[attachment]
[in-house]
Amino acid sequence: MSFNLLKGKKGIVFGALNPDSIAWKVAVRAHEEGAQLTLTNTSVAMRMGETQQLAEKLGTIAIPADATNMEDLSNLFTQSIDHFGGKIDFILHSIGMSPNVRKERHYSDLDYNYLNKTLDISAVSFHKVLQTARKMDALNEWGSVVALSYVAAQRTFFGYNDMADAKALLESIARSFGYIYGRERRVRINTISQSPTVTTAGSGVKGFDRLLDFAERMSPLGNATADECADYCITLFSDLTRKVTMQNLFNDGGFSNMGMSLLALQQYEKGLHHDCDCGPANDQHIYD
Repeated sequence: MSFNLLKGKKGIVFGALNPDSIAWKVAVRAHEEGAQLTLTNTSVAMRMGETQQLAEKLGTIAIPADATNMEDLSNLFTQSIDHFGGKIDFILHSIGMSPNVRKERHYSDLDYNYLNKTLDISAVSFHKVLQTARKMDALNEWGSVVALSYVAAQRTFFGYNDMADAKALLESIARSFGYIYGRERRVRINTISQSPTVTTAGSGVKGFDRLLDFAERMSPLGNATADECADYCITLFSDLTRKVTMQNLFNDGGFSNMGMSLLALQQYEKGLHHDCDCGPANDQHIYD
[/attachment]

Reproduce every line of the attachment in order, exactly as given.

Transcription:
[in-house]
Amino acid sequence: MSFNLLKGKKGIVFGALNPDSIAWKVAVRAHEEGAQLTLTNTSVAMRMGETQQLAEKLGTIAIPADATNMEDLSNLFTQSIDHFGGKIDFILHSIGMSPNVRKERHYSDLDYNYLNKTLDISAVSFHKVLQTARKMDALNEWGSVVALSYVAAQRTFFGYNDMADAKALLESIARSFGYIYGRERRVRINTISQSPTVTTAGSGVKGFDRLLDFAERMSPLGNATADECADYCITLFSDLTRKVTMQNLFNDGGFSNMGMSLLALQQYEKGLHHDCDCGPANDQHIYD
Repeated sequence: MSFNLLKGKKGIVFGALNPDSIAWKVAVRAHEEGAQLTLTNTSVAMRMGETQQLAEKLGTIAIPADATNMEDLSNLFTQSIDHFGGKIDFILHSIGMSPNVRKERHYSDLDYNYLNKTLDISAVSFHKVLQTARKMDALNEWGSVVALSYVAAQRTFFGYNDMADAKALLESIARSFGYIYGRERRVRINTISQSPTVTTAGSGVKGFDRLLDFAERMSPLGNATADECADYCITLFSDLTRKVTMQNLFNDGGFSNMGMSLLALQQYEKGLHHDCDCGPANDQHIYD